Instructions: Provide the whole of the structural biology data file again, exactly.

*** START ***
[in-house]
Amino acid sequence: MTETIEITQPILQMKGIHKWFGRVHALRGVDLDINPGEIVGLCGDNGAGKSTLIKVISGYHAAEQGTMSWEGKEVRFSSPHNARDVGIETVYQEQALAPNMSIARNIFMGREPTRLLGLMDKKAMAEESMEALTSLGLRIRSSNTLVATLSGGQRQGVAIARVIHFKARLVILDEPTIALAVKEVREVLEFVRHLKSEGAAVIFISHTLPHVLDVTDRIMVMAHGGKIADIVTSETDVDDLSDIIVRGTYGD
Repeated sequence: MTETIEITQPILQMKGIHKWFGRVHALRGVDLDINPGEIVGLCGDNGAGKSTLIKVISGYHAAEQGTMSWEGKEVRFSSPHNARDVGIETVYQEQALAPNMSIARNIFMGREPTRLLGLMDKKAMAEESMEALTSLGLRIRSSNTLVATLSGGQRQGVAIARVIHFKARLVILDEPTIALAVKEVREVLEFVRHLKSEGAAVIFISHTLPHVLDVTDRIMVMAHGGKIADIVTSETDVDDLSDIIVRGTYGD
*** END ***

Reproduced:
[in-house]
Amino acid sequence: MTETIEITQPILQMKGIHKWFGRVHALRGVDLDINPGEIVGLCGDNGAGKSTLIKVISGYHAAEQGTMSWEGKEVRFSSPHNARDVGIETVYQEQALAPNMSIARNIFMGREPTRLLGLMDKKAMAEESMEALTSLGLRIRSSNTLVATLSGGQRQGVAIARVIHFKARLVILDEPTIALAVKEVREVLEFVRHLKSEGAAVIFISHTLPHVLDVTDRIMVMAHGGKIADIVTSETDVDDLSDIIVRGTYGD
Repeated sequence: MTETIEITQPILQMKGIHKWFGRVHALRGVDLDINPGEIVGLCGDNGAGKSTLIKVISGYHAAEQGTMSWEGKEVRFSSPHNARDVGIETVYQEQALAPNMSIARNIFMGREPTRLLGLMDKKAMAEESMEALTSLGLRIRSSNTLVATLSGGQRQGVAIARVIHFKARLVILDEPTIALAVKEVREVLEFVRHLKSEGAAVIFISHTLPHVLDVTDRIMVMAHGGKIADIVTSETDVDDLSDIIVRGTYGD